Hence, this is "close enough" to an OLS model ($\bf y=\Theta^\top \bf X+\epsilon$) to be fit as such, and for the parameters to be estimated in closed form, provided the probability of $\bf y = 1$ (remember the Bernoulli modeling of the response variable in logistic regression) is not close to $0$ or $1$. In other words, while $\log\left(\frac{p\,(Y=1)}{1\,-\,p\,(Y=1)}\right)$ in Eq. * stays away from the asymptotic regions.

See for instance this interesting entry in Statistical Horizons, which I wanted to test with the mtcars dataset in R. The variable for automatic transmission am is binary, so we can regress it over miles-per-gallon mpg. Can we predict that a car model has automatic transmission based on its gas consumption?

If I go ahead, and just plow through the problem with OLS estimates I get a prediction accuracy of $75\%$ just based on this single predictor. And guess what? I get the exact same confusion matrix and accuracy rate if I fit a logistic regression.

The thing is that the output of OLS is not binary, but rather continuous, and trying to estimate the real binary $\bf y$ values, they are typically between $0$ and $1$, much like probability values, although not strictly bounded like in logistic regression (sigmoid function).

Here is the code:

> d = mtcars
> summary(as.factor(d$am)) 0 1 19 13 > fit_LR = glm(as.factor(am) ~ mpg, family = binomial, d) > pr_LR = predict(fit, type="response") > > # all.equal(pr_LR, 1 / (1 + exp( - predict(fit_LR) ) ) ) - predict() is log odds P(Y =1) > > d$predict_LR = ifelse(pr_LR > 0.5, 1, 0)
> t_LR = table(d$am,d$predict_LR)
> (accuracy = (t_LR[1,1] + t_LR[2,2]) / sum(t))
 0.75
>
> fit_OLS = lm(am ~ mpg, d)
> pr_OLS = predict(fitOLS)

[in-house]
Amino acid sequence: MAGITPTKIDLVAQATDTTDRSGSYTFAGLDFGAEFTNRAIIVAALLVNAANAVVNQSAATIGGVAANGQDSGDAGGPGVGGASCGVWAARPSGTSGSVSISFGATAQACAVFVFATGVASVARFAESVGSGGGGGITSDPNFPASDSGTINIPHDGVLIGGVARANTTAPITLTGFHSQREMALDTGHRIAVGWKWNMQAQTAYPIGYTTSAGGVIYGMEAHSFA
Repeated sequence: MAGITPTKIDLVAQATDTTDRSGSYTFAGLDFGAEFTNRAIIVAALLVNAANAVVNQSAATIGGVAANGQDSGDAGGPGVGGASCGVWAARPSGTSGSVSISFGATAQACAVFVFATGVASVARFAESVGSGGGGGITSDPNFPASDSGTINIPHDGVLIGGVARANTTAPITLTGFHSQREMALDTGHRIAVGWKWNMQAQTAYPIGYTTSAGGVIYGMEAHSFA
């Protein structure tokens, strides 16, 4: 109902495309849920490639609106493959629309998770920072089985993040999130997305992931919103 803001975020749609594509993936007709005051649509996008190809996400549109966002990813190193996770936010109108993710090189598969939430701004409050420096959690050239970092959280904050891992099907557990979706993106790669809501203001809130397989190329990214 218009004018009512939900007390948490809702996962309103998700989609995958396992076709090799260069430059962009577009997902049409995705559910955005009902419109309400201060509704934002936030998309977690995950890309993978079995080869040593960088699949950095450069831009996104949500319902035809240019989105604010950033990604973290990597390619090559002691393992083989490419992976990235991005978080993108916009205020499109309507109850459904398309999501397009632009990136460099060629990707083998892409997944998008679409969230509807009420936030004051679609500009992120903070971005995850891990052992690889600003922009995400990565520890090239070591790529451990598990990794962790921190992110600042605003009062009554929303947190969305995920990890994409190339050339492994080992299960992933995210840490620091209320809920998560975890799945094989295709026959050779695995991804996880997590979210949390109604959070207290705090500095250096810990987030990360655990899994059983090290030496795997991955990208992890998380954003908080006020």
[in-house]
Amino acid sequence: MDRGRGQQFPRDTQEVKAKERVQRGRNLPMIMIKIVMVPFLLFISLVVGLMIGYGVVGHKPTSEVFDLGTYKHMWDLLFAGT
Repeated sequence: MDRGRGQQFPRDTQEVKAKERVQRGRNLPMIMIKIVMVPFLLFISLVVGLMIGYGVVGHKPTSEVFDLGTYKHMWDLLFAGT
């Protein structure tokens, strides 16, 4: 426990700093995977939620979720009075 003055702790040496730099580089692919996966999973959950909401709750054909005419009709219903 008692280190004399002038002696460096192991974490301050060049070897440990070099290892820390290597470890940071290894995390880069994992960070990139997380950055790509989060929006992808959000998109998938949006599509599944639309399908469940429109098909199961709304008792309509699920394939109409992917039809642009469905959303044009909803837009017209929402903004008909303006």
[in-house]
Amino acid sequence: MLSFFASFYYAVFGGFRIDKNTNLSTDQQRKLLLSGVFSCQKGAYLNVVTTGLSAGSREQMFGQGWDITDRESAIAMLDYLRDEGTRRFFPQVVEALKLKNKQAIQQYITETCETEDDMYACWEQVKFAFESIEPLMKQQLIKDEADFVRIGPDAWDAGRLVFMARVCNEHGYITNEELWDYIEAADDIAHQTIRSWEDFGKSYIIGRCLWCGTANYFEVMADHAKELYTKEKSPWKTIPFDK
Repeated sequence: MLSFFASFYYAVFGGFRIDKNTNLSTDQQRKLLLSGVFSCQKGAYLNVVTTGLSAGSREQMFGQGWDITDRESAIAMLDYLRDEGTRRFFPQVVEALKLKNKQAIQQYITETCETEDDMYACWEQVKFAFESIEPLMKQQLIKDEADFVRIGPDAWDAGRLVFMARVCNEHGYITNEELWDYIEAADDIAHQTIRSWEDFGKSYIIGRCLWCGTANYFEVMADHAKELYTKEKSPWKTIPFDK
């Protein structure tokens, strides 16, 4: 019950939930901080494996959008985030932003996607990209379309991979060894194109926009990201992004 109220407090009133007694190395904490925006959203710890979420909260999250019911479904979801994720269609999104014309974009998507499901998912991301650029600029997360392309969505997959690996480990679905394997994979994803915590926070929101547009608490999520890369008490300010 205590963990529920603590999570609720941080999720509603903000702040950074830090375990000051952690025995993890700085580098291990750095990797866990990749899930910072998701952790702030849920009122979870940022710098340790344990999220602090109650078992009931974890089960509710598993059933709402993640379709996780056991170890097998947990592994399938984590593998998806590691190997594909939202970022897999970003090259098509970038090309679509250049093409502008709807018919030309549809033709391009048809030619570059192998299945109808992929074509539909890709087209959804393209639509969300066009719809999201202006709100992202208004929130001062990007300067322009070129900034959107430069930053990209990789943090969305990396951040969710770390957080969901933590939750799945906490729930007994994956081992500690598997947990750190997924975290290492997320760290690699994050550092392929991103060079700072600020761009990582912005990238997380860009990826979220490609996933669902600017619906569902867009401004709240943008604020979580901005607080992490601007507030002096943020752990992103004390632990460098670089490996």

> d$predict_OLS = ifelse(pr_OLS > 0.5, 1, 0) > (t_OLS = table(d$am, d\$predict_OLS))

0  1
0 17  2
1  6  7
> (accuracy = (t[1,1] + t[2,2]) / sum(t_OLS))
 0.75


The frequency of automatic v manual cars is pretty balanced, and the OLS model is good enough as a perceptron: You misinterpret the statement you quote. A generalized linear model (normally estimated by maximum likelihood) is not a least squares problem*.

See wikipedia's page Generalized linear model for example.

However, the likelihood is often solved as a sequence of linear least squares approximations -- iteratively reweighted least squares (similarly to a common approach for nonlinear least squares problems).

So in practice quite often a sequence of weighted least squares problems are solved to obtain the parameter estimates. These are obtained by starting at some approximate estimate (there are some standard ways to obtain these), then constructing working response values and weights for a linear approximation to the model which is fitted by weighted least squares, yielding new estimates which in turn are used to update the working response values and weights; this cycle being repeated multiple times.

It's not the only way to fit these models, but one used by a number of stats packages.

* (NB not to be confused with a general linear model which the estimation of can be cast as a form of least squares, nor with generalized least squares)